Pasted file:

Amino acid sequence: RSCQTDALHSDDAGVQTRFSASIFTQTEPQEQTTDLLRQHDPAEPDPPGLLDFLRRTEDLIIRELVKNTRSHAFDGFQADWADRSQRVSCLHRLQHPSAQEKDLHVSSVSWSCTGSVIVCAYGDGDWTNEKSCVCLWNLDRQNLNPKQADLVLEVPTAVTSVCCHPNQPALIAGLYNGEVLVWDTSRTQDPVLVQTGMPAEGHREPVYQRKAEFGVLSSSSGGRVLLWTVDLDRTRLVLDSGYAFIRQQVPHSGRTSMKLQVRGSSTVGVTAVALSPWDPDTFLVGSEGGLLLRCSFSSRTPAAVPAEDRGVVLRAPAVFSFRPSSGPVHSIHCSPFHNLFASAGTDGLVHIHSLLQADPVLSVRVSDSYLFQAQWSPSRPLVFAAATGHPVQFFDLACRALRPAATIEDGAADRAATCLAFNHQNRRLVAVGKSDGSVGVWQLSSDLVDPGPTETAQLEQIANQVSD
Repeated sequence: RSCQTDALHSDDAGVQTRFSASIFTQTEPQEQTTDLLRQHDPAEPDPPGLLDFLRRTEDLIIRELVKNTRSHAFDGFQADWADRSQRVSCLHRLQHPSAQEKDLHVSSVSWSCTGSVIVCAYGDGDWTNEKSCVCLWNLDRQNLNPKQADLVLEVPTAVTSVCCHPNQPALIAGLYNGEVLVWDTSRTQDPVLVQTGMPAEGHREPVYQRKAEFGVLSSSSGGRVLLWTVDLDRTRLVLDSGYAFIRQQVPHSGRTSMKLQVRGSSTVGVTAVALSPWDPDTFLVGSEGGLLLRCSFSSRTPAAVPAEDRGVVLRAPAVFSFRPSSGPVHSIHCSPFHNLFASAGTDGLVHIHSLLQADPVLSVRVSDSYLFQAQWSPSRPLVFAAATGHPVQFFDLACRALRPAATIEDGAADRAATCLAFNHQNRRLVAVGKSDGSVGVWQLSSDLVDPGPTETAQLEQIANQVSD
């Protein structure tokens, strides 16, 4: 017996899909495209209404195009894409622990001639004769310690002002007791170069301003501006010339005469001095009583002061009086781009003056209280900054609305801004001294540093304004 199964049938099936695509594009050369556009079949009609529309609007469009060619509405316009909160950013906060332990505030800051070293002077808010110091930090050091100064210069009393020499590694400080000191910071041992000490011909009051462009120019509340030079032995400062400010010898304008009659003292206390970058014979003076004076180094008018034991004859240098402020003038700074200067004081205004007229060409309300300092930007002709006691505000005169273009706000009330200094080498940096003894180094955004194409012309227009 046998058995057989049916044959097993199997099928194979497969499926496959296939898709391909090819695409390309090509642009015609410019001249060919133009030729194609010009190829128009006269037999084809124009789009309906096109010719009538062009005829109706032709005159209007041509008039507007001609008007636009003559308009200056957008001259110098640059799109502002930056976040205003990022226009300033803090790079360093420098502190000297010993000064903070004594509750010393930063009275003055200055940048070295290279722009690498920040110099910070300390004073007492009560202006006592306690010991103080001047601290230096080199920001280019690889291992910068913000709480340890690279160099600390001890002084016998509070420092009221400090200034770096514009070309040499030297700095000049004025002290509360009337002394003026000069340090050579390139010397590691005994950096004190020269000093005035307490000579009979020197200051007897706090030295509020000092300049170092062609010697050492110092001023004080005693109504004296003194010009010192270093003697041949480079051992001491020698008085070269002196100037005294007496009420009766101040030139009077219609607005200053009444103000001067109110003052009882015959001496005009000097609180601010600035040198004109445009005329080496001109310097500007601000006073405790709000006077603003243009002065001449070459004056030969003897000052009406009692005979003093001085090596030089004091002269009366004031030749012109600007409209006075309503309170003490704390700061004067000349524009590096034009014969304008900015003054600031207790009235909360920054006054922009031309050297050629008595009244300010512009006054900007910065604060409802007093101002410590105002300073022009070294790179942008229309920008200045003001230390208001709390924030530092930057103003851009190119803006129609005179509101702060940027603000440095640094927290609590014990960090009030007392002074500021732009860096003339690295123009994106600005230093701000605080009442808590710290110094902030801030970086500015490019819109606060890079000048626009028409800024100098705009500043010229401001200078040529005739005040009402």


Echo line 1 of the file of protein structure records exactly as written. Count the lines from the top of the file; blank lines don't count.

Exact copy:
Amino acid sequence: RSCQTDALHSDDAGVQTRFSASIFTQTEPQEQTTDLLRQHDPAEPDPPGLLDFLRRTEDLIIRELVKNTRSHAFDGFQADWADRSQRVSCLHRLQHPSAQEKDLHVSSVSWSCTGSVIVCAYGDGDWTNEKSCVCLWNLDRQNLNPKQADLVLEVPTAVTSVCCHPNQPALIAGLYNGEVLVWDTSRTQDPVLVQTGMPAEGHREPVYQRKAEFGVLSSSSGGRVLLWTVDLDRTRLVLDSGYAFIRQQVPHSGRTSMKLQVRGSSTVGVTAVALSPWDPDTFLVGSEGGLLLRCSFSSRTPAAVPAEDRGVVLRAPAVFSFRPSSGPVHSIHCSPFHNLFASAGTDGLVHIHSLLQADPVLSVRVSDSYLFQAQWSPSRPLVFAAATGHPVQFFDLACRALRPAATIEDGAADRAATCLAFNHQNRRLVAVGKSDGSVGVWQLSSDLVDPGPTETAQLEQIANQVSD